Christina Voll is a digital marketer who has successfully combined her career with traveling and now lives as a digital nomad. Read Christina’s inspiring story to find out what inspired her to become a digital nomad and what are the struggles she has to face.
What inspired you to become a digital nomad?
I started traveling solo in my second year of university and instantly fell in love with it. I was hooked on being free to roam around cities and towns, meeting new people and cultures, and exploring the world to its edges. Fast forward a few months and I found myself at a café in a little surf town in Mexico surrounded by digital nomads, doing their work between surf sets. Right there, it just sort of clicked – what is stopping me from doing this too? Luckily, I had some friends already working remotely, so that was some inspiration. Although, deep down inside I knew I didn’t want to be micromanaged by someone or be known as just an employee number. I wanted to teach myself how to do my own thing, and I wanted to go through those hoops of success and failure that all entrepreneurs jump through. So, I applied to every job that was offered remote and I really lite a passion to avoid the whole “office” scene and work in the tech scene. Luckily enough, I got my first client and it turned into a snowball effect. The main thing about switching to a remote life is that it just made a lot more sense to me. I am so happy and excited to do work because it enables me to travel, to be able to cook and workout more and to be able to enjoy my life to its fullest because I don’t spend time commuting or working specific hours where I know I’m unproductive, etc. It’s the secret sauce for delivering good results and having enthusiasm for the grind, and what really inspires and motivates me.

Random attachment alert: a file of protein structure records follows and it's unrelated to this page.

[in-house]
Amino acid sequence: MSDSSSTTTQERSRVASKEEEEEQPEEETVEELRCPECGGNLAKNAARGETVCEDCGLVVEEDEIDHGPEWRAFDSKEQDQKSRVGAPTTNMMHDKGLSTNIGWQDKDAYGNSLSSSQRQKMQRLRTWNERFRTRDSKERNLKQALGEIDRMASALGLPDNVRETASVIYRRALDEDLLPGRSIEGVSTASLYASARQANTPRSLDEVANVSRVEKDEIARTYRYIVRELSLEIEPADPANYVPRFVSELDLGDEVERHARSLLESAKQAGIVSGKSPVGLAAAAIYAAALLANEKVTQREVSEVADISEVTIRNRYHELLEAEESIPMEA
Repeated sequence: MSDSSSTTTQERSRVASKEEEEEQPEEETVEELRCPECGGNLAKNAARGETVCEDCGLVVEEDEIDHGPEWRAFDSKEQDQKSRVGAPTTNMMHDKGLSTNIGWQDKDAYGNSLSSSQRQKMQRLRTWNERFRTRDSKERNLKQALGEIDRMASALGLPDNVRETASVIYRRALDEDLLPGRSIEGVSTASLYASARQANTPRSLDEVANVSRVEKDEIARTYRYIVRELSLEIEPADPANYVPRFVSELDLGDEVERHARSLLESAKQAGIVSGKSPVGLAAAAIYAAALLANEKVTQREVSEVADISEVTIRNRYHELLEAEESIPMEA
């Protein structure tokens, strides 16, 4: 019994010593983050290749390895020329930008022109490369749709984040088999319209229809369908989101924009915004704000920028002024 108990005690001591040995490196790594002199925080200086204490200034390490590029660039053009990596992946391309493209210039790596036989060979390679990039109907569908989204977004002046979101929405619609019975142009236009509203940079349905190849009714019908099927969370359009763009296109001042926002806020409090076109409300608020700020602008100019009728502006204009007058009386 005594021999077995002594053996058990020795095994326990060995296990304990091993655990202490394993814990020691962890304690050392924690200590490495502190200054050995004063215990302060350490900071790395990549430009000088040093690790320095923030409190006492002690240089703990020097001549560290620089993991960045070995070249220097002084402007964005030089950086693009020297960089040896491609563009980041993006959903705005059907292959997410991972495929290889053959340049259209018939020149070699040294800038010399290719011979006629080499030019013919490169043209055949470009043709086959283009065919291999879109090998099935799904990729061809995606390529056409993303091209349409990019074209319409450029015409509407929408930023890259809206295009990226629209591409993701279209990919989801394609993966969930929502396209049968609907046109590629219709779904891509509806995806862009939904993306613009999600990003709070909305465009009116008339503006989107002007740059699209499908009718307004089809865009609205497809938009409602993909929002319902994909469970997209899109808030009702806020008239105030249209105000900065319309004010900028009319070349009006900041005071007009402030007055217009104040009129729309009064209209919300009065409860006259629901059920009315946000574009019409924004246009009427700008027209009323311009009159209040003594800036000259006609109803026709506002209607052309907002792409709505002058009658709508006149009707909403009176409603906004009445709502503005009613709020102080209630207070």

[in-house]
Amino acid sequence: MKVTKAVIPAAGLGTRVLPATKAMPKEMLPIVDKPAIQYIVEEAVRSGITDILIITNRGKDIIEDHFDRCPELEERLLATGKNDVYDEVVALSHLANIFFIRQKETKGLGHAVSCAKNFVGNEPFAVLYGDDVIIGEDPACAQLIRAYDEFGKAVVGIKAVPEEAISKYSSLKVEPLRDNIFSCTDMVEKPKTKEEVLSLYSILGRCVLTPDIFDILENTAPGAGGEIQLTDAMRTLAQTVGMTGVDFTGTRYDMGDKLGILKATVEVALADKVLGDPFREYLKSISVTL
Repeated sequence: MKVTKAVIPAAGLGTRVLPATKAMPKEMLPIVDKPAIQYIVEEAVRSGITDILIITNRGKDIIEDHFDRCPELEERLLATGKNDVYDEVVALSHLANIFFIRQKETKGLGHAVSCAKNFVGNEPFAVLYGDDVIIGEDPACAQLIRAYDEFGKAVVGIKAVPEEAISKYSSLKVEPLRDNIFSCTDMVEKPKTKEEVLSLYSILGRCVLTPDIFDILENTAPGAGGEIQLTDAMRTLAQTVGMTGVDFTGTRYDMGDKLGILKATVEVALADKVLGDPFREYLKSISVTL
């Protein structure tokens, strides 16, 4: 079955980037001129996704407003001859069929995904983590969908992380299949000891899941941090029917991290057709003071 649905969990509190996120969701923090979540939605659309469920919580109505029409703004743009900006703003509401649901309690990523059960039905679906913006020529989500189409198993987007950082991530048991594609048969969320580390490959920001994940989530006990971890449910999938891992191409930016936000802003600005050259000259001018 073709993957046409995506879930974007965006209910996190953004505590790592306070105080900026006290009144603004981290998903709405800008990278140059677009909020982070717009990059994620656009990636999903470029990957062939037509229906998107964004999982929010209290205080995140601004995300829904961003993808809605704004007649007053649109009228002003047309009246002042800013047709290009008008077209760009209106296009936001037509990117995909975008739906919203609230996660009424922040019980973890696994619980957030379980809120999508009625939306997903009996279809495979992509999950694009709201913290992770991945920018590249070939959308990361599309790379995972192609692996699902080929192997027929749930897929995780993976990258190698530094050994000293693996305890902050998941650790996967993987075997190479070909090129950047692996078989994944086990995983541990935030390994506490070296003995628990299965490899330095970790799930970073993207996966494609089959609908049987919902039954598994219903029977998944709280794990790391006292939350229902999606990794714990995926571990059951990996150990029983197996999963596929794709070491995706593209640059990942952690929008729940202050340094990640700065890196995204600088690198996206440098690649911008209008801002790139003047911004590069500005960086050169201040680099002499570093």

What other career path did you imagine for yourself before becoming a digital nomad?